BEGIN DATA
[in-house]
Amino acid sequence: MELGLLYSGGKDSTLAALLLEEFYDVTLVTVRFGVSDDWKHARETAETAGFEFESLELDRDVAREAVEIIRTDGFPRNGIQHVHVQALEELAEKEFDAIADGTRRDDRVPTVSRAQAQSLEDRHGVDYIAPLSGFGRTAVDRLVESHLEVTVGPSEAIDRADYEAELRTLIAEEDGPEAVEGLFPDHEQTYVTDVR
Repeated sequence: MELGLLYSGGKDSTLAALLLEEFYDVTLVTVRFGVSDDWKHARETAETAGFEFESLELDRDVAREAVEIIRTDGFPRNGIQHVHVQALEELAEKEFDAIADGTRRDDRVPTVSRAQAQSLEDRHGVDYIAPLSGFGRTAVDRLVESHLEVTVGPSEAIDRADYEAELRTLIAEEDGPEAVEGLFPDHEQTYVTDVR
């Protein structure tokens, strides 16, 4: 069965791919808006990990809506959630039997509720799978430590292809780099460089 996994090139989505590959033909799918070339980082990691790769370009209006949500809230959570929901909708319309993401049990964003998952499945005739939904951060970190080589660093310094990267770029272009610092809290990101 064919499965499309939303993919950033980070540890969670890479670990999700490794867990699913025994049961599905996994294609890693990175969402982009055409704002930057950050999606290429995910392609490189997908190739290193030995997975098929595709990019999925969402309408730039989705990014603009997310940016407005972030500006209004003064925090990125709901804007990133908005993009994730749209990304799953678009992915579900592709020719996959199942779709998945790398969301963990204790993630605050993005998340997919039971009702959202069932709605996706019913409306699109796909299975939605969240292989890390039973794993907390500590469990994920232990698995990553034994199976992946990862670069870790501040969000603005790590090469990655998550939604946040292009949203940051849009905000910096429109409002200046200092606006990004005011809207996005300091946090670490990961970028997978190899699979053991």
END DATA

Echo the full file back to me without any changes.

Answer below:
[in-house]
Amino acid sequence: MELGLLYSGGKDSTLAALLLEEFYDVTLVTVRFGVSDDWKHARETAETAGFEFESLELDRDVAREAVEIIRTDGFPRNGIQHVHVQALEELAEKEFDAIADGTRRDDRVPTVSRAQAQSLEDRHGVDYIAPLSGFGRTAVDRLVESHLEVTVGPSEAIDRADYEAELRTLIAEEDGPEAVEGLFPDHEQTYVTDVR
Repeated sequence: MELGLLYSGGKDSTLAALLLEEFYDVTLVTVRFGVSDDWKHARETAETAGFEFESLELDRDVAREAVEIIRTDGFPRNGIQHVHVQALEELAEKEFDAIADGTRRDDRVPTVSRAQAQSLEDRHGVDYIAPLSGFGRTAVDRLVESHLEVTVGPSEAIDRADYEAELRTLIAEEDGPEAVEGLFPDHEQTYVTDVR
């Protein structure tokens, strides 16, 4: 069965791919808006990990809506959630039997509720799978430590292809780099460089 996994090139989505590959033909799918070339980082990691790769370009209006949500809230959570929901909708319309993401049990964003998952499945005739939904951060970190080589660093310094990267770029272009610092809290990101 064919499965499309939303993919950033980070540890969670890479670990999700490794867990699913025994049961599905996994294609890693990175969402982009055409704002930057950050999606290429995910392609490189997908190739290193030995997975098929595709990019999925969402309408730039989705990014603009997310940016407005972030500006209004003064925090990125709901804007990133908005993009994730749209990304799953678009992915579900592709020719996959199942779709998945790398969301963990204790993630605050993005998340997919039971009702959202069932709605996706019913409306699109796909299975939605969240292989890390039973794993907390500590469990994920232990698995990553034994199976992946990862670069870790501040969000603005790590090469990655998550939604946040292009949203940051849009905000910096429109409002200046200092606006990004005011809207996005300091946090670490990961970028997978190899699979053991």